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Is arthropod predation exclusively satiation-driven?


  • Paul C. J. van Rijn,

  • Frank M. Bakker,

  • Wietske A. D. van der Hoeven,

  • Maurice W. Sabelis

P. C. J. van Rijn, F. M. Bakker, W. A. D. van der Hoeven and M. W. Sabelis, Institute for Biodiversity and Ecosystem Dynamics, Univ. of Amsterdam, Kruislaan 320, NL-1098 SM Amsterdam, the Netherlands. Present address for PCJvR: Centre for Terrestrial Ecology (CTE), Netherlands Institute of Ecology (NIOO-KNAW), P.O. Box 40, NL-6666 ZG Heteren, the Netherlands (


Functional response models differ in which factors limit predation (e.g. searching efficiency, prey handling time, digestion) and whether predation behaviour is governed by an internal physiological state (e.g. satiation). There is now much evidence that satiation is a key factor in understanding changes in foraging behaviour, and that many predators are effectively digestion limited. Here, we ask if predation in a predatory arthropod can be explained from satiation-driven behaviour alone, or if behaviour is also influenced by the density of prey other than via the effect of prey ingestion on satiation. To address this question a satiation-based predation model is formulated, for which parameters are estimated on the basis of observations on digestion rate, satiation-related prey searching rate and prey capture behaviour, basically under high prey density conditions. The model predictions are subsequently tested against longer term predation experiments carried out at high and low prey densities. Since satiation can easily be linked with egg production, these tests are carried out both for predation and oviposition.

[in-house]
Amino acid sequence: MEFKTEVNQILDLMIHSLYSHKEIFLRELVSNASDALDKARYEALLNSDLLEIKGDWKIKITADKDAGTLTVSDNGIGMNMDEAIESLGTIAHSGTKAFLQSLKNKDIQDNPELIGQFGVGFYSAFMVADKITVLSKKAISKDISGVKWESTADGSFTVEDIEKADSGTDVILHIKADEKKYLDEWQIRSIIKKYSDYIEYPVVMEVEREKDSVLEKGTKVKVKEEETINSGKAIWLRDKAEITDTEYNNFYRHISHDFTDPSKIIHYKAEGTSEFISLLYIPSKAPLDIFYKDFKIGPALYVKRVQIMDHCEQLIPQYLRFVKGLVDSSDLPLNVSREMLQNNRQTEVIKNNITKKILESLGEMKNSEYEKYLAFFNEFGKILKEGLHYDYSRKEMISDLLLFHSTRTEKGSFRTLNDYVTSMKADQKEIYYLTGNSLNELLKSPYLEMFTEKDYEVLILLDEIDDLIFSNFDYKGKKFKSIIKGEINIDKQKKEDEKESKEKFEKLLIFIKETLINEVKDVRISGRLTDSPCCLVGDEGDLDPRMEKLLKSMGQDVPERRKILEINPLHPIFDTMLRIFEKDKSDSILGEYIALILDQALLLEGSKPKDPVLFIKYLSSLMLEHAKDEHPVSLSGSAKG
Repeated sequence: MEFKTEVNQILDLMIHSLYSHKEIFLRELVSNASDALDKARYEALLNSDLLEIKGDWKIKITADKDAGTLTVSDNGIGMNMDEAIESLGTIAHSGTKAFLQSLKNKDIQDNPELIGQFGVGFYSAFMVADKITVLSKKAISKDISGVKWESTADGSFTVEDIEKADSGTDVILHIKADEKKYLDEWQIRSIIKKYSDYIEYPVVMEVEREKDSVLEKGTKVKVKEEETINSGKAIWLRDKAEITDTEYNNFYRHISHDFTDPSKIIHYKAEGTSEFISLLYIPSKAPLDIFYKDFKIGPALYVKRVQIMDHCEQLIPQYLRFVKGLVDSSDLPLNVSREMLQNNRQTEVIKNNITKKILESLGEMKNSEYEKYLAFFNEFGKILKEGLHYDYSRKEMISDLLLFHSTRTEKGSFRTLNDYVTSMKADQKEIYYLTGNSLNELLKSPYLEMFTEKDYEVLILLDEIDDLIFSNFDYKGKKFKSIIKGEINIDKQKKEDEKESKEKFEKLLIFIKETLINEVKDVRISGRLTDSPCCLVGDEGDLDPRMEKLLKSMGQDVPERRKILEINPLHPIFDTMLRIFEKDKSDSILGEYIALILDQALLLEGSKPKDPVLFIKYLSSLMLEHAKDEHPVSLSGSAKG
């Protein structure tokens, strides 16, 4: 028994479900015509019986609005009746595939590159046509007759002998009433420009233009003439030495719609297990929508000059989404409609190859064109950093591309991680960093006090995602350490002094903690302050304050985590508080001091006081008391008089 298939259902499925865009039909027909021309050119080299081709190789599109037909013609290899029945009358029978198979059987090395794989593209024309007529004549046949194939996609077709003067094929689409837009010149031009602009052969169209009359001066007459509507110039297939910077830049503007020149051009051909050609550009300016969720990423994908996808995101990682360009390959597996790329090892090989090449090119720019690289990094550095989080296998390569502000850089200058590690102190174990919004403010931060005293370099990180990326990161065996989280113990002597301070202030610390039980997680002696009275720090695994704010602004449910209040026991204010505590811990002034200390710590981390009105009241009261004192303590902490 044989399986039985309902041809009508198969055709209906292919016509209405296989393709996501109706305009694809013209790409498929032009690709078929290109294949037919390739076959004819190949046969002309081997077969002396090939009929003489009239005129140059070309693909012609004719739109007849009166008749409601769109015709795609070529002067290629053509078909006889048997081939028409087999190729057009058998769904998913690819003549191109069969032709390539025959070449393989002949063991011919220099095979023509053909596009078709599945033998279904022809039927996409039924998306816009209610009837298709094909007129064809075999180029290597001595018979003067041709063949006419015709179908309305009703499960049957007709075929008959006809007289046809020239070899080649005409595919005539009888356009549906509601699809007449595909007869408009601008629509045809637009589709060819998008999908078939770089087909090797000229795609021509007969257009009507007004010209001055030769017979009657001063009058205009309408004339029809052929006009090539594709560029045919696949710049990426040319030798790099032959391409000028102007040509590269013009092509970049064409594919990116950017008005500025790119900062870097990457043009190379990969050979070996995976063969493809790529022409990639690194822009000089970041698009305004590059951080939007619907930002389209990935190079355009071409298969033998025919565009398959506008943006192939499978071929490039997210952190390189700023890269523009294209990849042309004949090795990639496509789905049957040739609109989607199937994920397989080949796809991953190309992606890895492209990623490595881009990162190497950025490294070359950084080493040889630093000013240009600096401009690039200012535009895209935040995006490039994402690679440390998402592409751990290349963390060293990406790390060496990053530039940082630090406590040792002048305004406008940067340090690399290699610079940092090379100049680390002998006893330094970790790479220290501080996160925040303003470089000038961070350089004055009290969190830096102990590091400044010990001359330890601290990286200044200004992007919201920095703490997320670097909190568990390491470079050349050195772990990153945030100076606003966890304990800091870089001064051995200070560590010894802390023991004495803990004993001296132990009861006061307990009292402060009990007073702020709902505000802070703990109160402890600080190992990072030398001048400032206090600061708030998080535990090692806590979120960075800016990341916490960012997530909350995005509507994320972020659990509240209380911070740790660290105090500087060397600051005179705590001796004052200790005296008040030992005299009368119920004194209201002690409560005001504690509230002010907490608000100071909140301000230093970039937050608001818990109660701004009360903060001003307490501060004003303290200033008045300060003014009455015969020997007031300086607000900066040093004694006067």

The predator–prey systems under study consist of females of two predatory mite species (Neoseiulus barkeri and N. cucumeris) and the larvae of two thrips species (Thrips tabaci and Frankliniella occidentalis) as their prey. For N. barkeri foraging on T. tabaci, the model gives good predictions at both high (4 larvae cm−1) and low (0.1–1 larvae cm−2) prey densities. For N. cucumeris foraging on F. occidentalis, the predictions hold at the high prey density, but are too low at low prey densities. Thus our analysis indicates that we cannot fully explain density-dependent predation rates from satiation-driven behaviour alone. Different mechanisms are suggested on how prey density may affect foraging efficiency other than via satiation.